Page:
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OF Josh Willingham, Minnesota Twins agree to three-year contract
Willingham hit .246 with a career-high 29 bombs and 98 RBIs for the lowly Oakland Athletics in 2011. As Eno Sarris of Fangraphs suggests, this move to the Twin Cities appears to be a positive one for the transforming slugger. Roto owners shouldn't ignore him, for sure.
Here we go again?
This past season, Target Field played better offensively than O.co Park, statistically, according to ESPN's MLB Park Factors. In the two-year existence of the Twinkies' home park, it has still been extremely tough on home run hitters, however, making it at least competitive with the A's digs in terms of home run suppression for right-handed hitters.
The potential problem is the assumption that Willingham's documented shift in approach will continue to produce results like those in 2011, or even better. In general, as players age, they tend to resort to pulling the ball more often, and the strike zone becomes more exploitable against them.
A comparison to, say, the evolution of Jose Bautista could be misleading. Bautista has always been a dead pull hitter, and his control of the strike zone only improved while he added the title of "baseball's most feared slugger" to his bio. His advancement was in part the result of mechanical adjustments that gave him a more fluid swing and shortened his load time.
This past season, Willingham sacrificed in the area of plate discipline considerably, as has been noted. There are no encouraging marks to explain his downtrodden performance in the first half of 2011. Although he undoubtedly packs a wallop, he's been unable to avoid - at minimum - nagging ailments, especially in his knees. He'll be 33 next season.
Willingham remains a decent choice to round out a fantasy baseball player's deep-mixed outfield. It seems awfully hopeful to believe that 2011 was anything more than his best season and that even better numbers are in store.
Houston Astros have vacant closer role
With the trade of Mark Melancon to the Boston Red Sox for Jed Lowrie and Kyle Weiland, Houston essentially opened auditions for the job of 2012 ninth-inning fireman. It's a virtual certainty that a franchise with a poor but recovering farm system, an already low payroll and new ownership won't want to commit hefty dollars to a free-agent reliever. A trade for a high-end RP seems unlikely, too.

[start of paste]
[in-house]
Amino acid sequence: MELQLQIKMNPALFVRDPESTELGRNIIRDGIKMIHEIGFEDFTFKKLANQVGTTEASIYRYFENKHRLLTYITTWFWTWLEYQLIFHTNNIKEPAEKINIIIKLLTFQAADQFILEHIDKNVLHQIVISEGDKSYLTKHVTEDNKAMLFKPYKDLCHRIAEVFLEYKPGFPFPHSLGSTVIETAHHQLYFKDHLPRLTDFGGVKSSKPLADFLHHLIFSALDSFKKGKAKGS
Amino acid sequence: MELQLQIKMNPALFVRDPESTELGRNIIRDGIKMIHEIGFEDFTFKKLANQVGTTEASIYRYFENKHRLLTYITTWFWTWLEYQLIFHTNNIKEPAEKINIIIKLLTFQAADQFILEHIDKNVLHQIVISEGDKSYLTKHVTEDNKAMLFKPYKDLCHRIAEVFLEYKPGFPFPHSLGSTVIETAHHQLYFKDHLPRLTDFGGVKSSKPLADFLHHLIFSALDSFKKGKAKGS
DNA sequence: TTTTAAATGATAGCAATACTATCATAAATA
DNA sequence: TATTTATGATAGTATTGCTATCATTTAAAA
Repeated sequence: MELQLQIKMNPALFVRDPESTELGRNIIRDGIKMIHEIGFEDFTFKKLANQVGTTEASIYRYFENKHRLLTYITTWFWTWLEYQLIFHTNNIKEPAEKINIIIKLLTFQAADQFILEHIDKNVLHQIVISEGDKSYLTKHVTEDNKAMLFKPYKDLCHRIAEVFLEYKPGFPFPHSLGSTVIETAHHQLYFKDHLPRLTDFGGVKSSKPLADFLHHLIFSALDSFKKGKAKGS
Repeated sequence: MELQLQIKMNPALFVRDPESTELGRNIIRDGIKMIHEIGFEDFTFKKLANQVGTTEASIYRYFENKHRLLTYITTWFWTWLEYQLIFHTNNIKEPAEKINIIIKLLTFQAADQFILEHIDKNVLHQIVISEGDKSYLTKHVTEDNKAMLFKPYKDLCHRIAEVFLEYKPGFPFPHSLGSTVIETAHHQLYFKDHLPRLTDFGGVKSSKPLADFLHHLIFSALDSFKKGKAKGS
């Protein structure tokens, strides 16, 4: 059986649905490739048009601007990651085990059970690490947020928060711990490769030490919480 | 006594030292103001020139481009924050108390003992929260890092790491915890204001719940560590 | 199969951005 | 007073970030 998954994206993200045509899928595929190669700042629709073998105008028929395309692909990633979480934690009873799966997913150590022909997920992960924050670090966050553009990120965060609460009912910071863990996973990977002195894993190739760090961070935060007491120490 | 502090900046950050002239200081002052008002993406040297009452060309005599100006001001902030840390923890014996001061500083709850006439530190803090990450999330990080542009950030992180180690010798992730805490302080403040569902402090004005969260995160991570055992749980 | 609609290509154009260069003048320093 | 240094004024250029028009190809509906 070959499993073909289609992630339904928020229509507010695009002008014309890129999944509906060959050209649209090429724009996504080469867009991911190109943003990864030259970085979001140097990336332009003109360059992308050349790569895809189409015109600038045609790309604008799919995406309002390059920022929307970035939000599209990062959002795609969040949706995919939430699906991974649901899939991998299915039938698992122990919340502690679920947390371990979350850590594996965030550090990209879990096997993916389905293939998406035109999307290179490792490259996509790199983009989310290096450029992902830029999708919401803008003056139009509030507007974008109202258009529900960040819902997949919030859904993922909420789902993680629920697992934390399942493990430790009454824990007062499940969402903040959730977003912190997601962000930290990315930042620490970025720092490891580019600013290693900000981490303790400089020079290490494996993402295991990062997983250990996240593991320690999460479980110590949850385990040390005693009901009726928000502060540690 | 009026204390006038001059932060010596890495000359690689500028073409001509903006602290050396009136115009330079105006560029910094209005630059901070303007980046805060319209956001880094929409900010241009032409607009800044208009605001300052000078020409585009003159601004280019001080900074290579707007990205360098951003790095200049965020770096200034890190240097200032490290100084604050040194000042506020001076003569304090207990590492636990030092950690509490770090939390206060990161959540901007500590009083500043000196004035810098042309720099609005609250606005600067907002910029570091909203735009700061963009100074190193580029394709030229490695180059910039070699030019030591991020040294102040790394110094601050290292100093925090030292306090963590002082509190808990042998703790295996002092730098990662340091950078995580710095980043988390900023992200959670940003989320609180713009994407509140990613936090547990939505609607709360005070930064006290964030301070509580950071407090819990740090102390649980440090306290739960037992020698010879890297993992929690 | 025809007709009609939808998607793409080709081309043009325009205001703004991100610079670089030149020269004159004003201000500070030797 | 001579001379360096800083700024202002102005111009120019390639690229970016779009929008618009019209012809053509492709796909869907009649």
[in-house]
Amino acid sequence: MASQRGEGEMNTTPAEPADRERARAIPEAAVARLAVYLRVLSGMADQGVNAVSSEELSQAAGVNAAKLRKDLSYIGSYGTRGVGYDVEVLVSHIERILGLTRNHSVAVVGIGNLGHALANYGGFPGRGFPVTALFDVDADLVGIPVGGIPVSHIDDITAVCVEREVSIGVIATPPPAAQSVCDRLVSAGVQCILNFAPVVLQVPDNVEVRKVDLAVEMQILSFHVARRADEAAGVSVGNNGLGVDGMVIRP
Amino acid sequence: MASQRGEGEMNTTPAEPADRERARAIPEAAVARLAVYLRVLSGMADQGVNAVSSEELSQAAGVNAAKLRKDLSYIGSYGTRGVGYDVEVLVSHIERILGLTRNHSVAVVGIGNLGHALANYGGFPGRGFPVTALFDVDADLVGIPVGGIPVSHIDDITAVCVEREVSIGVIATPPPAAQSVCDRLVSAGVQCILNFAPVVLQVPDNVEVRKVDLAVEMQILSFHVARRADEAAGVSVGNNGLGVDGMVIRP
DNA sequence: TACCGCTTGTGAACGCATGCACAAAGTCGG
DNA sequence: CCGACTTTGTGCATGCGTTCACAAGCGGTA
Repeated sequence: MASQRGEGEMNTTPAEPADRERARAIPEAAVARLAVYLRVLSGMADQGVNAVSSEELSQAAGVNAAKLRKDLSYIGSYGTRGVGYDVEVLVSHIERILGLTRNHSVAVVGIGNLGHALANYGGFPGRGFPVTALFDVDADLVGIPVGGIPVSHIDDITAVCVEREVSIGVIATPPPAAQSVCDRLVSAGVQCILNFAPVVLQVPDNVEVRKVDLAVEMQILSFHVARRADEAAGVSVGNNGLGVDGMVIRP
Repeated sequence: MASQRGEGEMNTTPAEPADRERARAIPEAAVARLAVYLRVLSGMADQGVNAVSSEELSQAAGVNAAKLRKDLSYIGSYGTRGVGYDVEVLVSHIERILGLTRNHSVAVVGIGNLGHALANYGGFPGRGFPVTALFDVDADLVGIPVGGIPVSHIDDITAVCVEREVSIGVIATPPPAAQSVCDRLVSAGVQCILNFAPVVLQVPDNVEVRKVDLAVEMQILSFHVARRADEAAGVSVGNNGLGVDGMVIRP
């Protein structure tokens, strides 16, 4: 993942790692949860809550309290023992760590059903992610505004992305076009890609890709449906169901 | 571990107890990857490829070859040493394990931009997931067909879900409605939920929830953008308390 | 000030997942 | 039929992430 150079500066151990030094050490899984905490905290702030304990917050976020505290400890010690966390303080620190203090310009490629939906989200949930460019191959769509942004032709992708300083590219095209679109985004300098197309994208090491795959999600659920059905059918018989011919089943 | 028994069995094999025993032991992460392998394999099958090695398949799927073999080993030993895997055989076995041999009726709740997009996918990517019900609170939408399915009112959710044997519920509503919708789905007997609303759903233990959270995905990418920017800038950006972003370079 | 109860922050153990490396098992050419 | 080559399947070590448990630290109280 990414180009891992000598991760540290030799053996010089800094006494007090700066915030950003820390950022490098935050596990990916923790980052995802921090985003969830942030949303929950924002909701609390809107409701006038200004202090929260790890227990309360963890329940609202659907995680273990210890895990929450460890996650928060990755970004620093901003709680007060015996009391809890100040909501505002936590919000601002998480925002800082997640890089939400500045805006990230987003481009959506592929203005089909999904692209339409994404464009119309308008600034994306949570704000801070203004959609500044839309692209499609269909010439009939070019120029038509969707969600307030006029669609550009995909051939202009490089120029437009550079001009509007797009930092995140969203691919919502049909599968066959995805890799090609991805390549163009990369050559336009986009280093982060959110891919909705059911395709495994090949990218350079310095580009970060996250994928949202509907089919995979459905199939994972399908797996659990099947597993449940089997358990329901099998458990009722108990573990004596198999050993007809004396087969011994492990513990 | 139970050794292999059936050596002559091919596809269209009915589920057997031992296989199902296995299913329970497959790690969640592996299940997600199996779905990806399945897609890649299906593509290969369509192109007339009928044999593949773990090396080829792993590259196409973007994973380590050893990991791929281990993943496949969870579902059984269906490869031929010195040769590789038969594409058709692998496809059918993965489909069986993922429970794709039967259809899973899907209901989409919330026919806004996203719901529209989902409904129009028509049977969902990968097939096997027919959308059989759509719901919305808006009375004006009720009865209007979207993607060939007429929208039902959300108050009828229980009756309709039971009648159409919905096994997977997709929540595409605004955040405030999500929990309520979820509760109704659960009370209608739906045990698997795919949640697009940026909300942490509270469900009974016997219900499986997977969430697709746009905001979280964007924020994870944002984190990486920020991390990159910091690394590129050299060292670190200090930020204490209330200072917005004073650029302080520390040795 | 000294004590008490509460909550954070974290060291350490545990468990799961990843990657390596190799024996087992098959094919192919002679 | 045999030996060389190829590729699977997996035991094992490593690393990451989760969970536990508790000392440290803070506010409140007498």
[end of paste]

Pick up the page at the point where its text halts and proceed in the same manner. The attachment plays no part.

Candidates to fill the spot include Brandon Lyon, David Carpenter and Henry Sosa, according to the blogger for the club's official site, Alyson Footer. Lyon is the obvious choice, but he's recovering from surgery to fix a torn labrum and detached biceps tendon in his right arm. He's expected to be healthy, but that's TBD. He's also not a long-term solution.
Carpenter, 26, with his bouts of wildness, a mid-90s four-seamer and high rates of strikeouts per nine innings, has the profile of a closer. He's also filled the role in the minors and was quality for the Astros last season in 27 2/3 frames (2.93 ERA, 9.43 K/9, 4.23 BB/9).
Sosa, 26, has been a starter for practically his entire professional career. He throws a hard four-seamer, too, and relies heavily on a slider that can be a plus pitch. He has pretty filthy stuff, but he's been terribly inconsistent as a starter. There has long been speculation about how he'd succeed in the bullpen, however, and this is an opportunity to find out.
Even Wilton Lopez and Wesley Wright, or some other unknown, could factor into this race. Lyon is the most logical low-end NL purchase for saves hunters, but that's not the most intriguing bet to make. Carpenter probably represents the soundest long-term investment, and Sosa is an interesting wild card. This will probably be a situation that roto owners avoid, initially, though. At the very least, the players will be cheap.
Minnix is baseball editor and a fantasy football analyst at KFFL. He plays in LABR and Tout Wars and won the FSWA Baseball Industry Insiders League in 2010.
The University of Delaware alum is a regular guest on SiriusXM Fantasy Sports Radio and Baltimore's WNST AM 1570.